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Science

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Evolution, population history, admixture, Neanderthal, Denisovan, Human Evolution, archaic, DNA

New Look at Archaic DNA Rewrites Human Evolution Story

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A U-led team developed a method for analyzing DNA sequence data to reconstruct early history of archaic human populations, revealing an evolutionary story that contradicts conventional wisdom about modern humans, Neanderthals and Denisovans. The Neanderthal-Denisovan lineage nearly went extinct after separating from modern humans. Just 300 generations later, Neanderthals and Denisovans diverged around 744,000 years ago. The global Neanderthal population grew to tens of thousands of individuals living in fragmented, isolated populations.

Science

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Big Data, disease classification, Genetics

Big Data Yields Surprising Connections Between Diseases

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Using health insurance claims data from more than 480,000 people in nearly 130,000 families, researchers at the University of Chicago have created a new classification of common diseases based on how often they occur among genetically-related individuals.

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Scientists Link Cutting-Edge Biodiversity Genomics with Environmental Metadata Through New Public Database

Genomic Observatories Metadatabase Will Assist Scientists Aiming to Study the Impact of Global Challenges Across Life on Earth

Medicine

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Gene Therapy, skin transplant, Obesity, Diabetes, CRISPR, glucagon-like peptide 1

Gene Therapy via Skin Could Treat Many Diseases, Even Obesity

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A research team has overcome challenges that have limited gene therapy. They demonstrate how their novel approach with skin transplantation could enable a wide range of gene-based therapies to treat human diseases. The researchers provide “proof-of-concept,” treating mice with two common related human ailments: type-2 diabetes and obesity.

Medicine

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Study: Most Newborns with Epilepsy Benefit From Genetic Testing

The younger the epilepsy begins, the more likely doctors are to find a genetic cause that may help with treatment.

Science

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Sanford Burnham Prebys Medical Discovery Institute, MHE, Yu Yamaguchi, Bone Tumors, exotoses

Steps Toward a Promising Therapy for a Rare Bone Disease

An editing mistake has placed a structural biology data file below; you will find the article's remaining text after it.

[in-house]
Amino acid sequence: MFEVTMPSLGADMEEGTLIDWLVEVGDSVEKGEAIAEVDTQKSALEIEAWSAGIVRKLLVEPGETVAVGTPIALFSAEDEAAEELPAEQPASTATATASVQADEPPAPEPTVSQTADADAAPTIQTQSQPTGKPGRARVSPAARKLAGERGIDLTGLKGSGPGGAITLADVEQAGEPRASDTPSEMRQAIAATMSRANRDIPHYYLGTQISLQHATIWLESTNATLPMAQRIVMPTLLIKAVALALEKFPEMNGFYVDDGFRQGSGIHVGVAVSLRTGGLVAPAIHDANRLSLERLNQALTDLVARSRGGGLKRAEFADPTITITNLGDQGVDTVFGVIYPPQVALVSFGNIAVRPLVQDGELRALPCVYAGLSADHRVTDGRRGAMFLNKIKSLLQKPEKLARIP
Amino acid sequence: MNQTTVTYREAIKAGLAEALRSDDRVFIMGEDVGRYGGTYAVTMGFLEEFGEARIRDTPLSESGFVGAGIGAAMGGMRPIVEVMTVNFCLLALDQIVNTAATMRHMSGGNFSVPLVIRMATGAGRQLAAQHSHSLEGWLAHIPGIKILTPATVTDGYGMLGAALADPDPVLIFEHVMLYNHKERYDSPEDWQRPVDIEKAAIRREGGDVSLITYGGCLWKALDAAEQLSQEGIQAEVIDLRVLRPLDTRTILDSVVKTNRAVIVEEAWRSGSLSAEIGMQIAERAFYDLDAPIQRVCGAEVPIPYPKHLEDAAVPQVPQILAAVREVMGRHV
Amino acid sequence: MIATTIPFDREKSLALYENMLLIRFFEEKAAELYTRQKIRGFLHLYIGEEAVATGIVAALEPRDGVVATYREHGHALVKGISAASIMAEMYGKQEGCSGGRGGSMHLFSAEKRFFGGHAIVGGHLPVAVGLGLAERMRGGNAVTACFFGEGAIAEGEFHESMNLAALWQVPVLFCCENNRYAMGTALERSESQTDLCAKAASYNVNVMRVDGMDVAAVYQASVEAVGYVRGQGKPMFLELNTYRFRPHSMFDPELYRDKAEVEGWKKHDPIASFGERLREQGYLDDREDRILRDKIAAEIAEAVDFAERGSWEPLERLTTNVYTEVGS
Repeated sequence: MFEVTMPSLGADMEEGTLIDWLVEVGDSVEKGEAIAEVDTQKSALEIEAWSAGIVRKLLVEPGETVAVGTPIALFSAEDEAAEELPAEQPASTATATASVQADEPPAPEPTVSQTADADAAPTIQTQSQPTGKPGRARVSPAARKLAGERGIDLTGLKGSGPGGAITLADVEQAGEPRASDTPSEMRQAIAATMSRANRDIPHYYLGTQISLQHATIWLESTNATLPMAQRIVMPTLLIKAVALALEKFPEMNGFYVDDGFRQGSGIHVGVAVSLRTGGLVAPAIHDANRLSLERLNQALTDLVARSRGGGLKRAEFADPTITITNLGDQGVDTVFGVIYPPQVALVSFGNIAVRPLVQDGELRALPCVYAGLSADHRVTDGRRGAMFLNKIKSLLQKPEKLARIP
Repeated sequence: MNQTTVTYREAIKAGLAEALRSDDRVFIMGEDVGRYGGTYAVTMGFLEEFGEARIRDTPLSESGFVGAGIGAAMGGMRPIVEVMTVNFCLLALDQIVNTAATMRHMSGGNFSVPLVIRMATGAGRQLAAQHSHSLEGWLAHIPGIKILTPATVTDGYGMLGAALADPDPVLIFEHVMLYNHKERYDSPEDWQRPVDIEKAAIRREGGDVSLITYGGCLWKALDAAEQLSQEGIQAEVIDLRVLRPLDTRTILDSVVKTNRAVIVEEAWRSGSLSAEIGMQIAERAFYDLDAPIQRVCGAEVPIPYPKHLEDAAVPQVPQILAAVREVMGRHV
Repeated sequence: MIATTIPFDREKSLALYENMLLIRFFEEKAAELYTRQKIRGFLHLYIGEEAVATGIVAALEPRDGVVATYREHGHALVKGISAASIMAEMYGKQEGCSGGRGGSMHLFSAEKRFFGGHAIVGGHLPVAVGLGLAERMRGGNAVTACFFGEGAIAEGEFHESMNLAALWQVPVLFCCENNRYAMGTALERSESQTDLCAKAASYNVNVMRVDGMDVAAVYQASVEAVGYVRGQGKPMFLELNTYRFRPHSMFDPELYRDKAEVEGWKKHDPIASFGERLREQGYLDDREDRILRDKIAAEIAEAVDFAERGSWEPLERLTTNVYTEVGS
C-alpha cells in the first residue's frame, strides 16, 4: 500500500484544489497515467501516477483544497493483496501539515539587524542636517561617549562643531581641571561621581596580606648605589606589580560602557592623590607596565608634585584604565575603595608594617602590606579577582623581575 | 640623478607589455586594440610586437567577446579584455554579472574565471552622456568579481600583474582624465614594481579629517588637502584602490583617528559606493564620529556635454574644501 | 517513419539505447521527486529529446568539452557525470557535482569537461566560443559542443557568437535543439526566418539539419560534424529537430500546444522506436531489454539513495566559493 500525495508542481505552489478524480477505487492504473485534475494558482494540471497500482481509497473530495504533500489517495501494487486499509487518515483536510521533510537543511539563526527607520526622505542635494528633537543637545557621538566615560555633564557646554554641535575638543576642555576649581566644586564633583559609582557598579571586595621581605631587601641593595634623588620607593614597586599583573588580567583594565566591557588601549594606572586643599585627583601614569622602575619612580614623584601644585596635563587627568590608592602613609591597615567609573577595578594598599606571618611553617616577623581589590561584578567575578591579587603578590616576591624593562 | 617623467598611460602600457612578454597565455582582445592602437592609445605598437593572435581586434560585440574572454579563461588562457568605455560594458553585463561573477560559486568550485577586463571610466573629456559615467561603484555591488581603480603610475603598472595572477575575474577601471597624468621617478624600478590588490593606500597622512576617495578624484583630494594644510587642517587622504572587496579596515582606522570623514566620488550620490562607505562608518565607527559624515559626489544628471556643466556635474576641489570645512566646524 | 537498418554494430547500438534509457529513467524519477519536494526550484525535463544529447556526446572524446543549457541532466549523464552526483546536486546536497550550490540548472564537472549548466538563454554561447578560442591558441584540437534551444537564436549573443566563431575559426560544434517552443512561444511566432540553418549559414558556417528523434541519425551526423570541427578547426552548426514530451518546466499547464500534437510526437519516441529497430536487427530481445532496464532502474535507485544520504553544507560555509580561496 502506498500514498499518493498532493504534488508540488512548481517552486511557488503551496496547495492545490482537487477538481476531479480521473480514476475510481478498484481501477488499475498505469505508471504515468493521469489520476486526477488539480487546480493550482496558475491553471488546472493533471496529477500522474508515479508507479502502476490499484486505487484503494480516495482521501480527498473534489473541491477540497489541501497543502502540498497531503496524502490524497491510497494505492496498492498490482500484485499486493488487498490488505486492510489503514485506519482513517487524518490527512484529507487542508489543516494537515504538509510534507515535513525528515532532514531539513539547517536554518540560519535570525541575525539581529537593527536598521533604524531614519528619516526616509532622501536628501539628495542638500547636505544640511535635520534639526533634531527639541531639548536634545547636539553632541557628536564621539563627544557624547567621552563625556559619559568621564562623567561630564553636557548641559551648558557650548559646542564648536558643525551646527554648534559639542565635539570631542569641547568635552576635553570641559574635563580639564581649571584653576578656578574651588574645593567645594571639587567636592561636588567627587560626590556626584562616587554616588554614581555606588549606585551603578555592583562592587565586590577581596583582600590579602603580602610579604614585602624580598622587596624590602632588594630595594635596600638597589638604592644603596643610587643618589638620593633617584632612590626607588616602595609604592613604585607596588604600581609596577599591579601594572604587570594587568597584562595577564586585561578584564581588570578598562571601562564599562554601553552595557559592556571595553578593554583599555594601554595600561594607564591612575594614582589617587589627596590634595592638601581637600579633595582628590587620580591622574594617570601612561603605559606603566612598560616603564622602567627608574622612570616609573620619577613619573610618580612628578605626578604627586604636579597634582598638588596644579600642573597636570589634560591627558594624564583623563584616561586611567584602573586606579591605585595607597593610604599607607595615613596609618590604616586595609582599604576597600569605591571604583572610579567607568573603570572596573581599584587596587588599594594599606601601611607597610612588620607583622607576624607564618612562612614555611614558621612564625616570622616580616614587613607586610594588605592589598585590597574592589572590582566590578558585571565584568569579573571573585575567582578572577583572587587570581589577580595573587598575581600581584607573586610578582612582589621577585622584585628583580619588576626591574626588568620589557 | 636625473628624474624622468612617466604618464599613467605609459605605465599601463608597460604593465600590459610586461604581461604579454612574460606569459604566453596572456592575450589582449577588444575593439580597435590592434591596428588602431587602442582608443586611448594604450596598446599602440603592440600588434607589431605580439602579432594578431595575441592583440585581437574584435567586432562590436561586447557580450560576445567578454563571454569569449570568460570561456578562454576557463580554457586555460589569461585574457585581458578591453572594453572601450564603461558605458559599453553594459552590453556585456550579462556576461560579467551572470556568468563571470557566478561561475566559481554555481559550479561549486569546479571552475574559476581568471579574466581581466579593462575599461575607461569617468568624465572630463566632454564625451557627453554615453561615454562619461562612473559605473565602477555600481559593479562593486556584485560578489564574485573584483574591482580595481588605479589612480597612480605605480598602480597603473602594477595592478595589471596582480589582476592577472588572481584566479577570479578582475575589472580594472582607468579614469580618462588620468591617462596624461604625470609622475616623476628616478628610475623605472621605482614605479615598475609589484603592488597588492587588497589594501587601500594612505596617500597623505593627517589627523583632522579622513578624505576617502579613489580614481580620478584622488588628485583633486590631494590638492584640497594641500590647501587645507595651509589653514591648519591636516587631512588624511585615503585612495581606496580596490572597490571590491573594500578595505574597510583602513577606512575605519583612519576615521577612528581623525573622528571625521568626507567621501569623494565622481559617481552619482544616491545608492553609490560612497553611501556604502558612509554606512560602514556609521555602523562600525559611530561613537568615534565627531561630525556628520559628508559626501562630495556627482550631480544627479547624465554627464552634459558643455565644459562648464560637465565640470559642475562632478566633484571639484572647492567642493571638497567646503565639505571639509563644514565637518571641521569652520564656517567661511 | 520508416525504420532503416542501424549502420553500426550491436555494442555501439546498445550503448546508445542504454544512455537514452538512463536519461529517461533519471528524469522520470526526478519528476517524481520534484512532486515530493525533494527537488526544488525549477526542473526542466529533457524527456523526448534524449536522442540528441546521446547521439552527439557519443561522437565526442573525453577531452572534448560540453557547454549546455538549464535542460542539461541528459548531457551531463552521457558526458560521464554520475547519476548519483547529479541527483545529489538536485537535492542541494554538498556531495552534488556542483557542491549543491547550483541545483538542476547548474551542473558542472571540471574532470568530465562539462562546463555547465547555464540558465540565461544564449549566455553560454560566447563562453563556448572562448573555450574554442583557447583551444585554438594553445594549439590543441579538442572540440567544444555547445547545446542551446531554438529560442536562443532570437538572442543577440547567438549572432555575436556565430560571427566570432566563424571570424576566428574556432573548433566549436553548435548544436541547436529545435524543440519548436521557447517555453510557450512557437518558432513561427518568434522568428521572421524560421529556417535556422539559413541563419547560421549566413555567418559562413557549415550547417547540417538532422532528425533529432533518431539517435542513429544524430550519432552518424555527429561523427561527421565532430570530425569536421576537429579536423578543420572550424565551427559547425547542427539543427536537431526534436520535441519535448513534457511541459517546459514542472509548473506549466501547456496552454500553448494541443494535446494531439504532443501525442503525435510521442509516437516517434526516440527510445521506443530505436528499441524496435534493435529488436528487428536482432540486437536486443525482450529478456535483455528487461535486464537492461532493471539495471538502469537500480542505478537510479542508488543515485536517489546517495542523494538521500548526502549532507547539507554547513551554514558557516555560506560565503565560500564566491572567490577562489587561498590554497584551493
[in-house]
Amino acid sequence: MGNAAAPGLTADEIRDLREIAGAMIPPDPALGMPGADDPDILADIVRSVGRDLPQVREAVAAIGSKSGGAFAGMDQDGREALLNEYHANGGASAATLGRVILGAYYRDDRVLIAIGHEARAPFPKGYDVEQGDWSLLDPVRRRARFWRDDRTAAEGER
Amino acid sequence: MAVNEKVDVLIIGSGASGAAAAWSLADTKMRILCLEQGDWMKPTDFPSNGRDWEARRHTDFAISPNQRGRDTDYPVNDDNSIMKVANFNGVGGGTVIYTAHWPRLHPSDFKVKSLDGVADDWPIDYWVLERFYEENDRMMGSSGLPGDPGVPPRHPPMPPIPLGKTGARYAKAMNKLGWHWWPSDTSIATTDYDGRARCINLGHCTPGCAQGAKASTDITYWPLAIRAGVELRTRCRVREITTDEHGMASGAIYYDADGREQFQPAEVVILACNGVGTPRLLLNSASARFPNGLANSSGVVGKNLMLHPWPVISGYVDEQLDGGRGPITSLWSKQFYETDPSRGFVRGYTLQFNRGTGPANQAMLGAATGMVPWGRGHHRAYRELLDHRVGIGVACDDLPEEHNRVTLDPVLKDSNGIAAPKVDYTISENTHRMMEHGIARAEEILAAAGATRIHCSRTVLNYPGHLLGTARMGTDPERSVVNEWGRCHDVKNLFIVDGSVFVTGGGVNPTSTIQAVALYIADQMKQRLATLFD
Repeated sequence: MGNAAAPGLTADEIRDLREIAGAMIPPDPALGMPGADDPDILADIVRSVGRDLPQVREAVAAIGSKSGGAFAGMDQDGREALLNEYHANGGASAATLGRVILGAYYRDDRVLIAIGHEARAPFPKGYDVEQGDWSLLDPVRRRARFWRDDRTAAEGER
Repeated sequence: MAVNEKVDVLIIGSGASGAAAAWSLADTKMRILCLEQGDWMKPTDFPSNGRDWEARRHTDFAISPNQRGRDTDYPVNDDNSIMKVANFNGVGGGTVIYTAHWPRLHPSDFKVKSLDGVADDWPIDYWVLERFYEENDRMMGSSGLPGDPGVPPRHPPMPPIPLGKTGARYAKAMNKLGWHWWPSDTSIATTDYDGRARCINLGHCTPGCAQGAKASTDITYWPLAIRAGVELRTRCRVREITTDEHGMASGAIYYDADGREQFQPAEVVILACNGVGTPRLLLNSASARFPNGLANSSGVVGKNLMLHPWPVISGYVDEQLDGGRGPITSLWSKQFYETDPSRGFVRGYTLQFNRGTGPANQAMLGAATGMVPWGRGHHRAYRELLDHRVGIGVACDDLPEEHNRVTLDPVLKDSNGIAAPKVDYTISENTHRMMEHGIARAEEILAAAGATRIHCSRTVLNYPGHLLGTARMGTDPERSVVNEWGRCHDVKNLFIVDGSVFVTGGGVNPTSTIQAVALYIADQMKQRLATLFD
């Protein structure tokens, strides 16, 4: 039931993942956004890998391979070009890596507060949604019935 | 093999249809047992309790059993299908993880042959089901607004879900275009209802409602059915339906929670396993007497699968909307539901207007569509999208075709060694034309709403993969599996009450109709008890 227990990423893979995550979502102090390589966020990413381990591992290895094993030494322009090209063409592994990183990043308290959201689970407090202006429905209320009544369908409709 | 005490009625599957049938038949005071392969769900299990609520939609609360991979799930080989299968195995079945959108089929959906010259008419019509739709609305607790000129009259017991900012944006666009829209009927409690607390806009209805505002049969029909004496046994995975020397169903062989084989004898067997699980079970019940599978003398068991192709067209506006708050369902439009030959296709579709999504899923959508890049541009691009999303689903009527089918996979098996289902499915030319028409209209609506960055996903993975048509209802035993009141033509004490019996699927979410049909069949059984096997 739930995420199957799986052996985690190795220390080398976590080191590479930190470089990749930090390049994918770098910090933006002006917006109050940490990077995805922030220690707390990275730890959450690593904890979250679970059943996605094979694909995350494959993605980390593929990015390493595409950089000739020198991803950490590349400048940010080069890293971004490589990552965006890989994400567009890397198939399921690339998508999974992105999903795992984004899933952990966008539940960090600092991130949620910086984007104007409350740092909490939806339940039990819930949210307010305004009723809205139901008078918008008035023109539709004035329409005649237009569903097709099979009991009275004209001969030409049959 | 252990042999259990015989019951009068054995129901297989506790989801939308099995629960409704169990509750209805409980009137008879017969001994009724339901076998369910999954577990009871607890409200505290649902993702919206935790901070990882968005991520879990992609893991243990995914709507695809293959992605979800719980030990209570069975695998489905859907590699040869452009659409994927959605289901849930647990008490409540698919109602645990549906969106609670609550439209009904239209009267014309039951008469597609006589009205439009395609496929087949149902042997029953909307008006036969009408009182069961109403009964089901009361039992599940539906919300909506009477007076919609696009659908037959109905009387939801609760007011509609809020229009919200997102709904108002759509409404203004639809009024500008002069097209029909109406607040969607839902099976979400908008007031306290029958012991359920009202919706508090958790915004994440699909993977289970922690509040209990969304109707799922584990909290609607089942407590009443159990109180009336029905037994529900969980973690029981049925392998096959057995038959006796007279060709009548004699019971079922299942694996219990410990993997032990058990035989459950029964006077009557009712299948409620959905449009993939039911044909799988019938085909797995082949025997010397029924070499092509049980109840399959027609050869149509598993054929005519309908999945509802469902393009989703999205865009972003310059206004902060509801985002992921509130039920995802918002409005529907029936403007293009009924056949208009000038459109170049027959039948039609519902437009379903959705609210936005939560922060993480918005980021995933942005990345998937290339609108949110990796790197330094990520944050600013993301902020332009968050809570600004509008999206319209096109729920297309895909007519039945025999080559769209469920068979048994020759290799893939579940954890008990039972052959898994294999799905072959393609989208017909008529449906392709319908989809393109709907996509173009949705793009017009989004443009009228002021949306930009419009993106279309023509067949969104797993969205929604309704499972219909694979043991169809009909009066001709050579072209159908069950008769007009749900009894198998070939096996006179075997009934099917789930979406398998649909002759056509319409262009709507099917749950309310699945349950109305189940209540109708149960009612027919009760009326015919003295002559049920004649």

Study examines the therapeutic potential of a small molecule to treat hereditary bony tumors

Medicine

Science

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Cancer, Tumor, Metastatic Cancer, Genomics, Cancer Therapeutics, Precision Medicine, RNA sequencing, Dna Sequencing

In-Depth Analysis of Metastatic Cancer Could Enable More Precise Treatments

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HHMI Investigator Arul Chinnaiyan is using comprehensive tumor sequencing to better capture the drivers of metastatic cancer and treat the disease more effectively.

Science

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Mississippi State University, Puerto Rico, Evolution, Genetics, Epscor, Heliconius butterfly, color patterns, NSF, Biological Sciences, Phenotype, Genotype, Charles Darwin, Brian Counterman, Angus Dawe

MSU genetics and evolution study receives $1.2 million NSF grant

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Mississippi State is part of a new research collaboration sponsored by the National Science Foundation in which a colorful tropical butterfly is helping researchers investigate genetics and evolution.

Science

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Marriage of Microscopy Techniques Reveals 3D Structure of Critical Protein Complex

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Researchers at the Stowers Institute for Medical Research have solved the three-dimensional structure of a complex that is essential for the correct sorting of chromosomes into eggs and sperm during reproductive cell division or meiosis.

Medicine

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Toxicity, DNA, Dna Repair, bacterial toxins, antimicrobial activity, antifungal activity

Deciphering Potent DNA Toxin’s Secrets

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One of the most potent toxins known acts by welding the two strands of the famous double helix together in a unique fashion which foils the standard repair mechanisms cells use to protect their DNA. A team of Vanderbilt University researchers have worked out the molecular details that explain how this bacterial toxin—yatakemycin (YTM)—kills cells by preventing DNA replication.







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